The Wool House Exhibition At Somerset House
At the beginning of this year, Melissa Watts of Maud Designs approached us to ask whether she could use our image of a Herdwick ram as the model for a wool ‘art work’ that she wanted to make.
She explained that she had been approached by The Campaign for Wool. They invited her to make a piece to follow up on the ‘Elizabeth II’ piece she had made for the Wool House the year before.
We said she could use our image upon which to base her hand-stiched design. And we sent her a large version of the Herdwick photo for her to use.
Melissa said thought that there would be approximately 250 hours work involved, and over one-third of a million hand stitches (!), and asked us to wish her luck.
Hard Work And Success
After she had made the art work, Melissa confided jokingly that it almost killed her. She said that we didn’t want to know how many hours a day she had to work on it!
The Wool House exhibition was held in March this year and the introduction to the exhibition states:
The Campaign for Wool is excited to announce WOOL HOUSE: the world’s biggest ever celebration of Wool, taking place from the 13th to the 24th of March in London’s historic Somerset House.
Prince Charles – Give Fleece A Chance
Prince Charles, His Royal Highness The Prince of Wales is the patron of the Campaign for Wool, which is why he was there at Somerset House for the exhibition.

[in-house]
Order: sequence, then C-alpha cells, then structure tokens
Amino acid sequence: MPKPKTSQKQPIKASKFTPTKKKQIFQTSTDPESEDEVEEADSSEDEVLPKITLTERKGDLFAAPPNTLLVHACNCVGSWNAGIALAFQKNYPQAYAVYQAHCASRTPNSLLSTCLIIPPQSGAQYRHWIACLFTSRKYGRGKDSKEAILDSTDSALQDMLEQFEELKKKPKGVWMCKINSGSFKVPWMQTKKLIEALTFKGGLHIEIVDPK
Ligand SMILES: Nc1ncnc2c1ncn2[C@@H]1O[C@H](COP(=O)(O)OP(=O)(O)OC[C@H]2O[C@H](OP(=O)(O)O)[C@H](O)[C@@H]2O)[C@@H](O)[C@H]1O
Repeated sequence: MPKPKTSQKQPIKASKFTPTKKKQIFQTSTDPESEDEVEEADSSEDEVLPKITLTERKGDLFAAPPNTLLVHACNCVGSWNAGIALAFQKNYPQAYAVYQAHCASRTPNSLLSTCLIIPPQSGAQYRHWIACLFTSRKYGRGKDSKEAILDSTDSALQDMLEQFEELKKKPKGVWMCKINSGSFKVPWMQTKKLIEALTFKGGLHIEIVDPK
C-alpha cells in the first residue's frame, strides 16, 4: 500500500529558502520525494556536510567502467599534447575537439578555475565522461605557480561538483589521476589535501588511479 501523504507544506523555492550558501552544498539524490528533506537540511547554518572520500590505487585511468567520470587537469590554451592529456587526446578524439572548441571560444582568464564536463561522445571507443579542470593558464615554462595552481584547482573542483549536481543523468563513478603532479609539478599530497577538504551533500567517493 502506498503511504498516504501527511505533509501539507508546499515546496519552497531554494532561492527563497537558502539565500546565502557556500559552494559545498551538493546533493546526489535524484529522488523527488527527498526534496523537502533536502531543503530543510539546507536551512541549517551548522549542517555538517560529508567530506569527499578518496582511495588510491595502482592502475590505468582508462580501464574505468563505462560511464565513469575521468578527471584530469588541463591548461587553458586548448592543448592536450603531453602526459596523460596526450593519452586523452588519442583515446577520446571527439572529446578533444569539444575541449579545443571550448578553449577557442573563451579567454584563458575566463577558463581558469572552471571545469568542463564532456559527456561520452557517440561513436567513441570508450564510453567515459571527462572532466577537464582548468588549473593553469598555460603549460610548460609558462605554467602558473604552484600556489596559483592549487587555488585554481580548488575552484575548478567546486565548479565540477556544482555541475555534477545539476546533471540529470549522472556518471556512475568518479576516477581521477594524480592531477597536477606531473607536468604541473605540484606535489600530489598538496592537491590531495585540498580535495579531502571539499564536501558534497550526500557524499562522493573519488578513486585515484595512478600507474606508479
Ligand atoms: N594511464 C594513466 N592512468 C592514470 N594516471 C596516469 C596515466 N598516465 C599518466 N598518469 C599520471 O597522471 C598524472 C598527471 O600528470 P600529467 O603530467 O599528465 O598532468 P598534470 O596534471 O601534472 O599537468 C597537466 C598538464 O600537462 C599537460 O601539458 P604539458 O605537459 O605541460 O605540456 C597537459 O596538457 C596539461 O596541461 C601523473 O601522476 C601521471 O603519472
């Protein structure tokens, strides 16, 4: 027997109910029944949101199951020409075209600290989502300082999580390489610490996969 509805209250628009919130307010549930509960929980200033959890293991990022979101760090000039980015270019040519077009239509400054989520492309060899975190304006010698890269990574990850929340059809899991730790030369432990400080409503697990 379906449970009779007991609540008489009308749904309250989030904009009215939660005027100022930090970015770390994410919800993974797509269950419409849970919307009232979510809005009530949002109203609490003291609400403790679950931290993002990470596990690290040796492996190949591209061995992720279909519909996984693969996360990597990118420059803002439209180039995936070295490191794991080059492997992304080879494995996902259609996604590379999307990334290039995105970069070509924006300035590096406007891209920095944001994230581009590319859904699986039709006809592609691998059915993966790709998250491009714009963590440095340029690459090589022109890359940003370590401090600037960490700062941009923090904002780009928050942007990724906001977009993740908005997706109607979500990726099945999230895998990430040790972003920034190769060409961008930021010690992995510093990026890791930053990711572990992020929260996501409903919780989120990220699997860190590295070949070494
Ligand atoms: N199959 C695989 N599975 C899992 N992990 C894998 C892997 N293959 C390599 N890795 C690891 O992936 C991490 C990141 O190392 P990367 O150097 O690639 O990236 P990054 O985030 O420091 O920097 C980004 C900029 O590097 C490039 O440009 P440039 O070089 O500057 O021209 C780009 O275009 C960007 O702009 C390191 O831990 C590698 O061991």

The Campaign for Wool is a global community of sheep farmers, retailers, designers, manufacturers and wool lovers. They are working to promote the benefits of wool to a modern audience who have lost touch with the benefits of this natural material.
HRH Prince Charles has made this catchy video supporting wool and the Campaign for Wool.
Center Stage At The Wool House
We are pleased that Melissa’s finished design of our image of a Herdwick sheep was center stage in the exhibition.
Here it is on the mantelpiece and here is Prince Charles signing the commemorative ledger bringing the exhibition to a close.
Melissa Gets Her Art Work Ready In Time
Melissa told us that she was lucky to finally finish in time for the event, and that she had to make an entrance late in the evening on opening night – that’s how close she was to not finishing on time.
She made the ram bigger than she first thought, and the final design is 160 x 120 cm (63 x 47 inches).
She added some extra background for bulk, named the ram Relentless, and asked whether we liked him.
Needless to say, we do like him and we think Melissa is very talented. She is also tremendously committed to have brought the project through to such a lovely conclusion.
So it was lovely to hear from her that everyone at the exhibition loved the ram!
You can read more about the Beatrix Potter’s role in saving the Herdwick breed of sheep in Beatrix Potter’s Affable Animals.